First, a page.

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The Emotional Plateau

Accepting challenges for the sake of a higher goal

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View The Big Trip & Taiwan on lucid's travel map.

When you first move to a new country you are full of energy to embrace what you encounter and add it to your list of travel experiences. You need a lot of positive energy to turn your initial objective and empirical observations into something you can be part of. In other words, the country can look and smell like crap but at the end of the day it needs to become home, at least for the next year anyway!

The emotional experience of moving to a foreign country can initially be one of rejuvenation, but the challenges of life and work can make it a stressful and difficult experience. You miss your friends, family, hobbies, food and who can forget it....a recognisable language! It's a rollercoaster of emotion and inemotion. Sometimes when you should feel sad you feel nothing and other times you can see something like a can of Heinz beans in the supermarket and cry. Homesickness manifests in different ways but you'd be surprised how you project it onto things of seemingly little significance.

Homesickness is fleeting but what holds you together or makes you fall apart is the knowledge of why you are living abroad. Some people run away from life or love at home, some look for an opportunity to save money (which usually fails), some want to learn the language of the country and others see it as an opportunity to travel and gain some different experiences. Whatever your motivation for travel, at many points you need to remind yourself of this reason to stop you getting the first flight back home when you're sick to death of everything the country has to offer. I usually get these feelings when I'm stuck behind a group of people who seem scared to walk onto an escalator in the Metro or when I ask for a McFlurry in McDonalds and end up with corn soup! These little annoyances chip away at you until you decide you need a holiday or make a change to your life routine.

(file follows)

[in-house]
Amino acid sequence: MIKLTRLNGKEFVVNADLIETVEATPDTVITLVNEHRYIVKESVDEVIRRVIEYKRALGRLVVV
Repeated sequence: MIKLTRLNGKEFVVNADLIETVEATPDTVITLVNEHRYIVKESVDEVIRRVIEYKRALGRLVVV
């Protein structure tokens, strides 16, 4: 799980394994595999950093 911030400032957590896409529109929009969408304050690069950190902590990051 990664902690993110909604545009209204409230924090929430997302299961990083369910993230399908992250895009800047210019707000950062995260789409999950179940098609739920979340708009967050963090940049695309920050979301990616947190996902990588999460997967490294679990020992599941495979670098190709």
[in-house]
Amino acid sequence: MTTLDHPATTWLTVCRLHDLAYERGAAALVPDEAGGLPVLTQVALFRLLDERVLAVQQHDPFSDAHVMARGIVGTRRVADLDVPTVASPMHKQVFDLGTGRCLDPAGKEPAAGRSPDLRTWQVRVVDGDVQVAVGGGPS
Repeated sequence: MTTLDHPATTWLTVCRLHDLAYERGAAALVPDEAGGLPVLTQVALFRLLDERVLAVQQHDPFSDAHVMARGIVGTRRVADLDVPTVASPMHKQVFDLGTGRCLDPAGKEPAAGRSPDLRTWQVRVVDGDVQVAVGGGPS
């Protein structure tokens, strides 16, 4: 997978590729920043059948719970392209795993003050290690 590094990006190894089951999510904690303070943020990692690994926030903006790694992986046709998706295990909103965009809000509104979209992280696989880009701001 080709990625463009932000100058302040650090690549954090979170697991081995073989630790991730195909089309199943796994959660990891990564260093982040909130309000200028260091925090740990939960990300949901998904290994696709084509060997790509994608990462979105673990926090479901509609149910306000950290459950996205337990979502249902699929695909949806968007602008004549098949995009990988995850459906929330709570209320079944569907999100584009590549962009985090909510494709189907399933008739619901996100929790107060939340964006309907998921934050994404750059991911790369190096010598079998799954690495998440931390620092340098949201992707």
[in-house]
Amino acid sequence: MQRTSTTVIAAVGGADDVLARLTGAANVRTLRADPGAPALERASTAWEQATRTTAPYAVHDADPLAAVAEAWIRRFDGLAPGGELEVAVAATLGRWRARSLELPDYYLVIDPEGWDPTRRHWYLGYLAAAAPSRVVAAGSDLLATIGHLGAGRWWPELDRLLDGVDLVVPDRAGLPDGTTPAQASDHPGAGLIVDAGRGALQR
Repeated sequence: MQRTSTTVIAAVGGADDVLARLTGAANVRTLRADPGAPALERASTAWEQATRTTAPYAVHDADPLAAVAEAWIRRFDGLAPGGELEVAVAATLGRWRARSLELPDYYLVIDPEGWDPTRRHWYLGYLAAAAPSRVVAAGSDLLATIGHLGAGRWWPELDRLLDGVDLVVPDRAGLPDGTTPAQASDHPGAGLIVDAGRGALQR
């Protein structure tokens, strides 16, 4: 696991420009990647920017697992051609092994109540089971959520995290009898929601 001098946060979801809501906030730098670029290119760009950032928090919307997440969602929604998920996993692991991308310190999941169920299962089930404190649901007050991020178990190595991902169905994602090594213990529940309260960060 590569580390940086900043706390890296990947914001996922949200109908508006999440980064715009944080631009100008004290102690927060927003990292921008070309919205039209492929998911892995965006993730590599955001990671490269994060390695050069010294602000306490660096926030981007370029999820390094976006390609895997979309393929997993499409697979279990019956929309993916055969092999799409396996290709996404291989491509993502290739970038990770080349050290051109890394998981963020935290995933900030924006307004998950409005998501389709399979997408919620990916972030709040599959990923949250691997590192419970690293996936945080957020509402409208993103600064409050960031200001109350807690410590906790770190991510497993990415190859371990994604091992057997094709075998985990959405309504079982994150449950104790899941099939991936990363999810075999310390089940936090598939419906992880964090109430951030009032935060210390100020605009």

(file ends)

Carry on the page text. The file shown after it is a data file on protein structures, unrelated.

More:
So that's the early days of living abroad...but your tolerance of the difficulties cannot be measured in time, rather it's a conscious adjustment to your frame of mind. Going back to England for two weeks after my first year in Taiwan was eye opening. I walked around London amazed by the beautiful architecture and the feeling of history. I had previously hated London but suddenly became proud that it was the capital city of my country. By living abroad in a much less appealing place I was able to put my thoughts into perspective. Returning to Taiwan for a second year was difficult but this time I came with a new purpose...saving money. It was the best place to do it and I no longer had to be here so my attitude changed. Things that used to annoy me were everywhere but I told myself it was pointless getting worked up about something I could never change and I should be grateful that I only need endure it for a limited time.

The greatest challenge of a year of saving money in a foreign country, is knowing that anything you do before the date of departure is detrimental to your cause. When invited for a weekend away, you calculate the immediate cost and weigh it against the price of the items you need to buy for travelling next year, or the country you might have to miss out of your travel itinerary. It's worse if you are giving yourself a tight living budget because at pay day each month you work out if you overspent and always try to recover the money by eating something local, cheap and crap as a kind of conscience cleansing. If you've somehow managed to save more than you planned in a month it's a very exciting and rewarding feeling, but it only lasts as long as it takes for you to spend the excess (+more!) on something from your travel list.

So with all this talk about difficulties and challenges it would seem that contentment would be impossible. However, when you start to see the savings accumulating, each work week passing quickly and relatively hassle free, and you realise that you can afford the odd nice meal or trip away without it draining too much of your finances, it is possible to feel content. I find my countdown timers very heartening and with less than 8 months to go, I'd have to say that time flies not only when you're having fun!

Posted by lucid 20:04 Archived in Taiwan Tagged living_abroad

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